Daan Roosegaarde finds beauty in possibility. He’s not afraid to ask bold, borderline-absurd questions, like: “What if you could create usable energy by grinding on a dance floor?” Or: “What if roads charged in the sun during the day and then glowed at night?” Or: “What if clothing could change color, based on the rhythm of a heartbeat, revealing the wearer’s inner desires?” Or: “What if we could clean the smog out of the air and reverse climate change?”
He sees these possibilities everywhere — opportunities to blend design with environment-saving technologies.
“It’s all about showing what’s already possible today,” the artist/designer explains. “A lot of the technology we work with was already there. Hidden in drawers in universities or at companies. It’s about showing the beauty of a potential new world focused on clean air, clean water, clean energy, and creative thinking.”
Thinking outside of the box has always been Roosegaarde’s specialty. It’s the kind of thinking that got him kicked out of fine arts school…twice. He had a few too many crazy ideas, he says with a laugh, and he didn’t know how to translate them into action. Now, he’s a bit better at taking his wild ideas and making them into wild realities. Because the environmental crisis has pushed Roosegaarde to try to create a future where art, clean energy, and a new way of responsible urban planning becomes the gold standard.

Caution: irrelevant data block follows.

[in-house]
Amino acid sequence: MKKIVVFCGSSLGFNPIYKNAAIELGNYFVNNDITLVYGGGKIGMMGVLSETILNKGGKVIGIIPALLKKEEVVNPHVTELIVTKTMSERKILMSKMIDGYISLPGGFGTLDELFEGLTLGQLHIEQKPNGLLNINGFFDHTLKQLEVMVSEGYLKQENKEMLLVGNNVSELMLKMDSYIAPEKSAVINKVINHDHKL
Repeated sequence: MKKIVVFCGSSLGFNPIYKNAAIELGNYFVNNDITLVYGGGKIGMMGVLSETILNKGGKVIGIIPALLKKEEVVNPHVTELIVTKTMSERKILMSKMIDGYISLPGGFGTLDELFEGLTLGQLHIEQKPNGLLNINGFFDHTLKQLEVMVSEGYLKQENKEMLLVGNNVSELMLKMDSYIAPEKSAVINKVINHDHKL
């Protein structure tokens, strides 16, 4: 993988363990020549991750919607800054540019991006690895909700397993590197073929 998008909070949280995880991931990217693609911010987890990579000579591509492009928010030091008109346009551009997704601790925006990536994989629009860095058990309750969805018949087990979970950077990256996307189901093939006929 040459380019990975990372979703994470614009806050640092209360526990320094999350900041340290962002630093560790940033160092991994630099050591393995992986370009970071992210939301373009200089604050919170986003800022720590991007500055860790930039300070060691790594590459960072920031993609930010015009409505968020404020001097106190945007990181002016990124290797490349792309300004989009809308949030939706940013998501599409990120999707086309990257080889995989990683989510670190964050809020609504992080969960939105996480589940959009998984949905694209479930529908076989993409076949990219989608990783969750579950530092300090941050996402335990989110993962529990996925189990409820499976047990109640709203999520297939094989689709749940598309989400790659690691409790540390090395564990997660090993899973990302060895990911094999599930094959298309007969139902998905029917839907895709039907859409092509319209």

“There’s not a lack of money or technology,” he says of the quest to reverse our climate problems, “but maybe a lack of imagination. For me, the role of art and design needs to show how the future world can look like.”
By demonstrating how beautiful the art-technology intersection can be, Roosegaarde hopes to inspire people to do more and think deeper. That’s why his designs for green energy and innovative air and water purification projects are so whimsical. He wants to generate excitement and curiosity… and maybe just save the world along the way.
Four years ago, Roosegaarde looked out of the window of a Beijing hotel room and saw a film of smog in the air, obscuring his view. Suddenly, gazing upon the massive city, he was struck with how people had created all of this mess. These glittering, towering buildings, these feats of modern engineering and design, were representative of the power we had. But also, the responsibility to protect the world around us. It was clear to him at that moment that we had created the machine that would kill us, and he knew he had to do something about it.
“And at the same time, I realized, ‘I am not a minister,'” he says. “I cannot write a law which says, ‘Green energy, everyone, today’ But I can engineer solutions. So what if we created sort of an oasis, a clean air park, where at least you can enjoy clean air for free. That’s where this started.”
Roosegaarde threw his energy and skills into creating a smog-free tower to install in a public park in the city. The result is a structure that uses positive ionization technology to actually pull the smog out of the air around it, like a giant vacuum cleaner. The tower then cleans the air and pumps good air back out. Afterward, he takes that air-debris and turns it into jewelry.